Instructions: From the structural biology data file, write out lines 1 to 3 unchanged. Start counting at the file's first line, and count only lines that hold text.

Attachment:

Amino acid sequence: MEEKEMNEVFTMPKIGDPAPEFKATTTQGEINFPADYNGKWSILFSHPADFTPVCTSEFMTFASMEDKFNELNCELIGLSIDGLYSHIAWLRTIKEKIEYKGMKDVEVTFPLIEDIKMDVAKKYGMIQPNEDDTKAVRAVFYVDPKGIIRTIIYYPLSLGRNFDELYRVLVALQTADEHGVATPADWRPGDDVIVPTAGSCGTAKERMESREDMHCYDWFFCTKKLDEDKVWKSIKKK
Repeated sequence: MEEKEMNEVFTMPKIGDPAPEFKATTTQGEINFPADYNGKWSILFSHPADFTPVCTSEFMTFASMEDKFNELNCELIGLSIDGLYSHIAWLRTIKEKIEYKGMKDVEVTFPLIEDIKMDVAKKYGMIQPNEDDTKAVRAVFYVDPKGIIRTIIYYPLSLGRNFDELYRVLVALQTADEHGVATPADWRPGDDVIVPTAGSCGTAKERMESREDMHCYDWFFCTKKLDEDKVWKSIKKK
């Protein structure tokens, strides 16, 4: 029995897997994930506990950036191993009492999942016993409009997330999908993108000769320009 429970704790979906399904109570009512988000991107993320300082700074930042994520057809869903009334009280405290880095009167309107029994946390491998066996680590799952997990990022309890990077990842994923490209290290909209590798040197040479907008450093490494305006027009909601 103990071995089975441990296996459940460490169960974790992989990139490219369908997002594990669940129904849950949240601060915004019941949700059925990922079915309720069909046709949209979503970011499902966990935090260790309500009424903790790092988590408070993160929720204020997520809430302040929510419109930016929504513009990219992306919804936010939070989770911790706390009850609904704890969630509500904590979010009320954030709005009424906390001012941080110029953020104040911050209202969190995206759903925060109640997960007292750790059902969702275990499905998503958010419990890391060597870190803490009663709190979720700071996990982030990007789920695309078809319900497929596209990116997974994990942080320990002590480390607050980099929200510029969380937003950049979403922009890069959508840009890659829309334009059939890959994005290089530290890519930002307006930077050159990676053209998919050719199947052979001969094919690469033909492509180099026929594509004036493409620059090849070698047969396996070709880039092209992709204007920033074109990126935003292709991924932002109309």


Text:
Amino acid sequence: MEEKEMNEVFTMPKIGDPAPEFKATTTQGEINFPADYNGKWSILFSHPADFTPVCTSEFMTFASMEDKFNELNCELIGLSIDGLYSHIAWLRTIKEKIEYKGMKDVEVTFPLIEDIKMDVAKKYGMIQPNEDDTKAVRAVFYVDPKGIIRTIIYYPLSLGRNFDELYRVLVALQTADEHGVATPADWRPGDDVIVPTAGSCGTAKERMESREDMHCYDWFFCTKKLDEDKVWKSIKKK
Repeated sequence: MEEKEMNEVFTMPKIGDPAPEFKATTTQGEINFPADYNGKWSILFSHPADFTPVCTSEFMTFASMEDKFNELNCELIGLSIDGLYSHIAWLRTIKEKIEYKGMKDVEVTFPLIEDIKMDVAKKYGMIQPNEDDTKAVRAVFYVDPKGIIRTIIYYPLSLGRNFDELYRVLVALQTADEHGVATPADWRPGDDVIVPTAGSCGTAKERMESREDMHCYDWFFCTKKLDEDKVWKSIKKK
């Protein structure tokens, strides 16, 4: 029995897997994930506990950036191993009492999942016993409009997330999908993108000769320009 429970704790979906399904109570009512988000991107993320300082700074930042994520057809869903009334009280405290880095009167309107029994946390491998066996680590799952997990990022309890990077990842994923490209290290909209590798040197040479907008450093490494305006027009909601 103990071995089975441990296996459940460490169960974790992989990139490219369908997002594990669940129904849950949240601060915004019941949700059925990922079915309720069909046709949209979503970011499902966990935090260790309500009424903790790092988590408070993160929720204020997520809430302040929510419109930016929504513009990219992306919804936010939070989770911790706390009850609904704890969630509500904590979010009320954030709005009424906390001012941080110029953020104040911050209202969190995206759903925060109640997960007292750790059902969702275990499905998503958010419990890391060597870190803490009663709190979720700071996990982030990007789920695309078809319900497929596209990116997974994990942080320990002590480390607050980099929200510029969380937003950049979403922009890069959508840009890659829309334009059939890959994005290089530290890519930002307006930077050159990676053209998919050719199947052979001969094919690469033909492509180099026929594509004036493409620059090849070698047969396996070709880039092209992709204007920033074109990126935003292709991924932002109309």